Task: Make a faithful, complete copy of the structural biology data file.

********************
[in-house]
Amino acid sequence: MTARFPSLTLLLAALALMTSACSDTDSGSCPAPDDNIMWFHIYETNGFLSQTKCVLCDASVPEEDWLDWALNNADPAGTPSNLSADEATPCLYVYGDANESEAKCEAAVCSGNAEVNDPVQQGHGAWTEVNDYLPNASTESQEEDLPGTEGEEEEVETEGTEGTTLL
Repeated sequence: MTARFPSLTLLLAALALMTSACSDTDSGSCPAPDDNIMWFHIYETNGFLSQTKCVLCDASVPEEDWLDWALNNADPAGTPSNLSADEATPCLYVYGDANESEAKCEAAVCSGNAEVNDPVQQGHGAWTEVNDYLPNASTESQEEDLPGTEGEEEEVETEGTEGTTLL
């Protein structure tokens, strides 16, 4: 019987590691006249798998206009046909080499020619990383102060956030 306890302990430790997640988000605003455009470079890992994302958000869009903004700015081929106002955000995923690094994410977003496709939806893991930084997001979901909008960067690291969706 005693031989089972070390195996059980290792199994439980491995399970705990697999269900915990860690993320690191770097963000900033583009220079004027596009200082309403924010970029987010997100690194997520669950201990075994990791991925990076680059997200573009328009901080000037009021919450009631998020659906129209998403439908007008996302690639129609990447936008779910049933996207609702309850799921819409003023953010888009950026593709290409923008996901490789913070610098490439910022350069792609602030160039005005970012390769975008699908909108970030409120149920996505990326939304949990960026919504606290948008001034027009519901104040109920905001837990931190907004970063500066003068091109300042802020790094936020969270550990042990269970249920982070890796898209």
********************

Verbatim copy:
[in-house]
Amino acid sequence: MTARFPSLTLLLAALALMTSACSDTDSGSCPAPDDNIMWFHIYETNGFLSQTKCVLCDASVPEEDWLDWALNNADPAGTPSNLSADEATPCLYVYGDANESEAKCEAAVCSGNAEVNDPVQQGHGAWTEVNDYLPNASTESQEEDLPGTEGEEEEVETEGTEGTTLL
Repeated sequence: MTARFPSLTLLLAALALMTSACSDTDSGSCPAPDDNIMWFHIYETNGFLSQTKCVLCDASVPEEDWLDWALNNADPAGTPSNLSADEATPCLYVYGDANESEAKCEAAVCSGNAEVNDPVQQGHGAWTEVNDYLPNASTESQEEDLPGTEGEEEEVETEGTEGTTLL
């Protein structure tokens, strides 16, 4: 019987590691006249798998206009046909080499020619990383102060956030 306890302990430790997640988000605003455009470079890992994302958000869009903004700015081929106002955000995923690094994410977003496709939806893991930084997001979901909008960067690291969706 005693031989089972070390195996059980290792199994439980491995399970705990697999269900915990860690993320690191770097963000900033583009220079004027596009200082309403924010970029987010997100690194997520669950201990075994990791991925990076680059997200573009328009901080000037009021919450009631998020659906129209998403439908007008996302690639129609990447936008779910049933996207609702309850799921819409003023953010888009950026593709290409923008996901490789913070610098490439910022350069792609602030160039005005970012390769975008699908909108970030409120149920996505990326939304949990960026919504606290948008001034027009519901104040109920905001837990931190907004970063500066003068091109300042802020790094936020969270550990042990269970249920982070890796898209």